"How do you know?" deClare demands. "Did you arrange it?"
"No, the Bavarians sent word to our hotel." Nick leaves it there, to deClare's obvious puzzlement. "So," Nick goes on, "why did you try to summon me?"
"It is not often that an unknown casts magic in our direction. And it is also seldom that high-ranking members are murdered. A connection seemed likely."
Nick then apologizes for the magic-casts, explaining that he has no way of knowing which kinds of magic are even detectable here.
By now, we've worked our way through a lavish meal to dessert, still delivered by these young girls of military precision, up well past their bed-times. As the dessert comes in, we glimpse a vaguely familiar young man in his 20s, talking to the guards. Nick sends clairvoyance through the shut door and finds a cigarette case in the man's pocket bearing the name "Simon Blackthorne," so he is presumably a relative of the victim. He looks very excited.
Dunstan comes in, opens the doors to the balcony, and has a brief, whispered conversation there with deClare. He leaves and Tom follows him with clairvoyance. Dunstan talks to Simon Blackthorne, ordering him to leave NOW. Simon balks, muttering about his brother's foul murder. Two more athletic fellows come up the stairs and assure him that it's time to go. He goes.
Back at the table, we offer our help to deClare, who smiles sardonically, and take our leave. On our way down the stairs, Lorelei remarks there are too many paranoids involved here for impartiality to work; that'll just have everyone against us. Does Simon think we murdered his brother? she wonders.
The maitre d' summons carriages for us at the front door. On the ride back to the hotel, first Katrina and then Tom (the mere mortals in the party) begin to have trouble breathing. Katrina goes into coughing fits and Tom simply can't inhale. Lorelei probes and gets the kind of "oo, ick" impression she usually seems to get when she probes, only even stronger than usual. How could Katrina be so sick? Or Tom? No, it isn't really them, and it isn't sickness -- it's death.
Lorelei stops the horses telepathically, and we all pile out, the humans wheezing and such. We try psilencers, but they have no effect. Lorelei raises wards. This helps, but the really interesting thing is that she raised them while her psilencer was on. Apparently psilencers don't work the same here.
Nick looks around for these magical threads and knots that form the basis for magic here, and sees them cut off sharp at the boundary of the psilence. Could there be knots inside the psilence, still working? He begins using his Cloak skill to untie the knots around Tom and Katrina. Tom sees what's going on and adds Pattern to automate the process.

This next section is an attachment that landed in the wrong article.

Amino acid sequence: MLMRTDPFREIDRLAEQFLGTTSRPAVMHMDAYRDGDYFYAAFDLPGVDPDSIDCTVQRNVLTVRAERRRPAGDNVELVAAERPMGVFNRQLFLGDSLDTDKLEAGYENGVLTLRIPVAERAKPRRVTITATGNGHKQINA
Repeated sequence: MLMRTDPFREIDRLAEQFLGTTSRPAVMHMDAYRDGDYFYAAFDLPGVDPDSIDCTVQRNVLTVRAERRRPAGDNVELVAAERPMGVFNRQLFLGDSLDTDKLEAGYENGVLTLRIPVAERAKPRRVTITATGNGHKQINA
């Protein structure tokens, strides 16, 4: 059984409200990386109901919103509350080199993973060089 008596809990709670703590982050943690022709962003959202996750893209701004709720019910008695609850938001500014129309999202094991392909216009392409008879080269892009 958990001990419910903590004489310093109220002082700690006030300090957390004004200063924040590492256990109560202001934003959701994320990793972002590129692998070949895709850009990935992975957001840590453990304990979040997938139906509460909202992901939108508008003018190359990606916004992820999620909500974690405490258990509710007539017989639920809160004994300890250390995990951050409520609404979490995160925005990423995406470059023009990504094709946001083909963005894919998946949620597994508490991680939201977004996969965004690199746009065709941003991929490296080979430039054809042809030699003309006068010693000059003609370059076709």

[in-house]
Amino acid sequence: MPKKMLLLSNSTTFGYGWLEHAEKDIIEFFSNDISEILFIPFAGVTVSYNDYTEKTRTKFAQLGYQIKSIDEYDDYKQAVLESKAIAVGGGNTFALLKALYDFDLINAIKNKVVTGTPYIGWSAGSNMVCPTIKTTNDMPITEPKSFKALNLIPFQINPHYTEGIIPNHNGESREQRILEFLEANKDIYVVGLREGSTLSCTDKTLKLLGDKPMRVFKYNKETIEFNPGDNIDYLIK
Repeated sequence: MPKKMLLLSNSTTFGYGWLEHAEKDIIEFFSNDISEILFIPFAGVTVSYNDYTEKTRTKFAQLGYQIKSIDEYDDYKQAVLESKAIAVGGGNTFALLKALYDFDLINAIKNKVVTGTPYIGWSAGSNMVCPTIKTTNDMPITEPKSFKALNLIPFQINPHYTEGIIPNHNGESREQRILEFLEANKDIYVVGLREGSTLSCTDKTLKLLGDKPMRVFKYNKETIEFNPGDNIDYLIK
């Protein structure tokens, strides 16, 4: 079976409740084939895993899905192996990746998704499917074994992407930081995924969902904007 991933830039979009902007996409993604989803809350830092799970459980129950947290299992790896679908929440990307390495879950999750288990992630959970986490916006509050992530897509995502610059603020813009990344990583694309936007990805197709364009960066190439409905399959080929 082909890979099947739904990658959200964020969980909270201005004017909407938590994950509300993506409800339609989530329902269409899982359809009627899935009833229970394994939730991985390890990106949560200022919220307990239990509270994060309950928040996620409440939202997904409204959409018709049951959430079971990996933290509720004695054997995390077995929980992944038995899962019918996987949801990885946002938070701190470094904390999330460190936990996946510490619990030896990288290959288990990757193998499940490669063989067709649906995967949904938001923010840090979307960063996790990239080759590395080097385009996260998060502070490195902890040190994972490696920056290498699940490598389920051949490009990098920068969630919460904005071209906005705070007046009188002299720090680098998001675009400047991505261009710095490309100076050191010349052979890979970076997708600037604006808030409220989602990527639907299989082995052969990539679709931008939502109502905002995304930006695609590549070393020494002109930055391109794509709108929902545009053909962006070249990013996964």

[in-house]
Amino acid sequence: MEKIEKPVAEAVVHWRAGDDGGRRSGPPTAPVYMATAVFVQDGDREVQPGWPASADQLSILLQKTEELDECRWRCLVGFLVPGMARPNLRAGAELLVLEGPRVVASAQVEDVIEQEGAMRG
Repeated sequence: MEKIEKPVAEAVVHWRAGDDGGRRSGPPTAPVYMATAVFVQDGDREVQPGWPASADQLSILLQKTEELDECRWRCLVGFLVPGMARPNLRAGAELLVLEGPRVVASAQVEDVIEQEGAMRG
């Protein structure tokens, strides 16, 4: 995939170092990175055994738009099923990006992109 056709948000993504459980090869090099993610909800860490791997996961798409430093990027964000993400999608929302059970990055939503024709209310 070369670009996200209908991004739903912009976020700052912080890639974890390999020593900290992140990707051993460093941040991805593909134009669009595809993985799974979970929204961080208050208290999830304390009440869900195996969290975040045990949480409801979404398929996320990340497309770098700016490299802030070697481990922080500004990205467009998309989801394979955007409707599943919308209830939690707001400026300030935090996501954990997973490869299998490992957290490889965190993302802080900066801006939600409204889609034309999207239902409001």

Then Lorelei hears running feet approaching and announces "Ambush!"
Mithriel, in the grand family manner, throws her cloak aside and vanishes with patharchic Distraction.
Turning back to the immediate victims, Lorelei begins transfusing energy into Katrina and trying some magical healing. Ick again; it feels like the time she tried to heal a vampire, but it does seem to help.
Nick glamours up a Gordian-knot-slicing blade and whacks at Tom's bonds. Tom can breath! and does so, repeatedly. He also steps quickly aside as new strings of magical energy try to knot around him.
Those rushing footsteps suddenly change -- one set having fallen out. Someone appears around a corner and throws something. But Mithriel is there and smashes him in the nose with the back of her hand.
The thrown object looks like a scarf. Lorelei probes at it and gets the biggest Ick of the evening. Dead, dead, dead! Kate tosses a knife at it, deflecting it.
Two guys pile into Broken-Nose from behind. Nick and Lorelei draw their blasters, and Lorelei fries the thrown scarf. Mithriel thumps one of the two new arrivals on the back of the head, then recoils and exclaims "Oh! I'm sorry!"
The fight appears to be over now, and we take stock. The man whose nose Mithriel broke was Simon Blackthorne. The man whose head she thumped was one of the guards, who was (we now see) in the act of tackling him. He is now unconscious.
The magic threads are creeping up on us again.
Meanwhile, Lorelei picks up Blackthorne, holds him aloft by the scruff of his neck (to the respectful attention of the remaining guard) and shakes him. "Simon Blackthorne," she thunders, "we had nothing to do with your brother's death! We weren't even on this cruddy planet at the time! Go away and never bother us again!"
Tom, meanwhile, is tired of dancing out of the way of evil spell-threads. He figures that if Nick's glamoured blade can cut them, maybe his glamour can affect them, too. Of course, he can't manage any glamour here, yet, except uncontrolled blasts of sparks, but that might serve. He blasts at the threads for a bit, but Mithriel remarks that it would be easier to see the dust if he didn't do that.
Dust? Yes, dust. She's noticed that the magic comes from some dust scattered about on our clothes. Everyone's. We switch from glamour to dicing and soon have all the dust gathered up into a noxious little pile.
Tom goes over to the guard Mithriel thumped. He may have a cracked vertebra. He and Mithriel hold Blackthorne while Lorelei heals the guard. Nick conjures up an envelope and puts the dust in it.
A carriage comes along quickly and deClare leaps out. Tom has several sharp words for deClare, who says he can't explain, but rather wants an explanation himself, from Simon. He grabs Simon and says, "I told you to go away." He then hands him back to Mithriel and looks at Nick's envelope, and at the remains of the scarf.
Nick does a retrocog on the dust, while deClare looks. He traces it back into a neat little ceramic container and, before that, into a white-hot heat. Crematory dust?
DeClare looks up from the scarf ashes and says, "Simon, you will pay for that, because it was our property. It's bad enough that you interfered with Martin" (his late brother).
DeClare is also ticked with the guards, who failed in their assignment of keeping Simon away. He sets the undamaged one to guard the ashes of the scarf, smacks the other one awake, and sends him off to fetch an arcane clean-up squad. Then he apologizes suavely to us and withdraws, taking Simon Blackthorne with him.
We look around for our carriages. One has lost its driver and the other has a driver in mild shock. Tom climbs up on the driverless carriage and telepathically orders the horses along. We make our way back to the hotel, and there find two Bavarian lieutenants with Dafnord, Z, and Cailin, with word of the attack on Morrolan, which by now is rather old news to us. They also tell us they were sent to protect us. We giggle feebly and pour some medicinal brandy all round.
Copyright © 2003, Jim Burrows. All Rights Reserved.